If you enjoy working with people and thrive in a fast-paced work environment, then you might be a great fit for a job in the hospitality industry. The term is fairly broad, even to the U.S. Bureau of Labor Statistics. It includes two sectors: the first is arts, entertainment and recreation, while the second is accommodation and food service. If you’re new to the field, or wish to make the transition from working in a restaurant to a hotel, it helps to do some research before you launch a job search so that you develop the skill set and personal attributes that the job requires. You should then tailor your cover letter accordingly, underscoring your willingness to learn and accept direction.
Consider including a recommendation letter in your application packet. A letter from a former supervisor or a professional acquaintance could help you stand out among the competition.
Cover letters are sometimes referred to as letters of intent and letters of interest, so don't let the description throw you for a loop. They refer to the same content.
Type your name and contact information at the top of the page, putting your name in a larger font size so that it stands out. In your greeting, address the hiring manager formally, using her last name, i.e., "Dear Ms. Jones."
Begin your letter on a personable and friendly note, alluding to your professional experience in the hospitality industry. For example, you might say, “As a personable and conscientious waitress with 10 years of experience in restaurants and resorts, I believe I would be an outstanding concierge at the Tilton Hotel.” If you lack relevant experience, accentuate your positive traits and those skills and qualities included in the job description.
Summarize your professional experience, but be brief. Remember that your resume will provide a detailed overview of your work history. If you're applying for a concierge position, indicate what you've learned about dealing with the public and mitigating complaints by sharing an anecdote. Draw a parallel between your work experience and the responsibilities of a concierge, who addresses a wide range of customer questions and problems.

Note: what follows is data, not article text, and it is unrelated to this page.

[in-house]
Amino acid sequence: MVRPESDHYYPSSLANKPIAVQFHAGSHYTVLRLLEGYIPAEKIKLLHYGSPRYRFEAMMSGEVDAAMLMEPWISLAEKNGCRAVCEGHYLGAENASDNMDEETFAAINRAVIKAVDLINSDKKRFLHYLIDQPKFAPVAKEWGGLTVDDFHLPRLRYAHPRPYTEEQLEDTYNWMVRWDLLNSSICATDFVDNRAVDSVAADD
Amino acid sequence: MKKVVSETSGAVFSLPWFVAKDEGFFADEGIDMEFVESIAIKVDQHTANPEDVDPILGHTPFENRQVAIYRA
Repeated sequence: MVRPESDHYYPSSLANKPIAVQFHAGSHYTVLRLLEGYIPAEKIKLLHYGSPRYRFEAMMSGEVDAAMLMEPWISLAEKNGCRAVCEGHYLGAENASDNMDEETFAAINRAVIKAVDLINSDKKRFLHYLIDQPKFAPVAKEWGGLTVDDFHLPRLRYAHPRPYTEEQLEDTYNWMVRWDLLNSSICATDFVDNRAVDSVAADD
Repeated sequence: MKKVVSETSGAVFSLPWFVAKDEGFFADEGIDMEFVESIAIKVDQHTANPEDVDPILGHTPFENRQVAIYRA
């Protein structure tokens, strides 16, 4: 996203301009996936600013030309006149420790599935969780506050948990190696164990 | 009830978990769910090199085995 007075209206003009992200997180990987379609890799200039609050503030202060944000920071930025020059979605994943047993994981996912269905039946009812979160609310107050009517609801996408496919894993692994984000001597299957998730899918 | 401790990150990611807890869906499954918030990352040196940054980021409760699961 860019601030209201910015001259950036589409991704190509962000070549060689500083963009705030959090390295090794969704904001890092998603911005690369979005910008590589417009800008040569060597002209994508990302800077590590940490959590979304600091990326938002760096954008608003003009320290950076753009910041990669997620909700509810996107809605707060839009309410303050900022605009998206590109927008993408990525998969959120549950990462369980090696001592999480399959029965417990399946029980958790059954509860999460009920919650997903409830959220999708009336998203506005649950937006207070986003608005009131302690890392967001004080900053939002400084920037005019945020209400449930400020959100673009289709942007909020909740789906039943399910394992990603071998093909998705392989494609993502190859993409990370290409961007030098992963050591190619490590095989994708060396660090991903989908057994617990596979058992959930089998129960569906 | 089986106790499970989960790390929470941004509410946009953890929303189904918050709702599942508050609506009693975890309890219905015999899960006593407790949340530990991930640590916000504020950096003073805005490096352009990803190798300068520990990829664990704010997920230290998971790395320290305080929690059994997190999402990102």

Describe your personality and those traits that you believe would make you an asset to the employer and a good fit for the hospitality role. For example, you might say that you are friendly, approachable and patient, possess good problem-solving skills and are resourceful. Refer to the job description for pointers, but be honest and sincere in the portrayal of your attributes.
Point out your educational credentials, including those that you are presently pursuing, such as a hospitality certificate. Convey your enthusiasm for on-the-job training, which often accompanies jobs in the hospitality field. If relevant, indicate that you're a quick learner and take direction well.
Express your confidence that you would be an asset to the employer and would work diligently to support its goal of providing premier customer service.
Refer to your enclosed resume and references. Note that you hope the hiring manager will review your materials before you call in a few days to follow up. Thank the recipient for her time and consideration.
Proofread and edit your letter before sending it.
- The Writing Center at the University of North Carolina-Chapel Hill: Writing Concisely
- Purdue University Online Writing Lab: Writing the Basic Business Letter
- Writing Forward.com: Proofreading and Editing for Polished, Professional Writing
- The New St. Martin’s Handbook; Andrea Lunsford and Robert Connors; 1999.
- Consider including a recommendation letter in your application packet. A letter from a former supervisor or a professional acquaintance could help you stand out among the competition.
- Cover letters are sometimes referred to as letters of intent and letters of interest, so don't let the description throw you for a loop. They refer to the same content.
With education, health care and small business marketing as her core interests, M.T. Wroblewski has penned pieces for Woman's Day, Family Circle, Ladies Home Journal and many newspapers and magazines. She holds a master's degree in journalism from Northern Illinois University.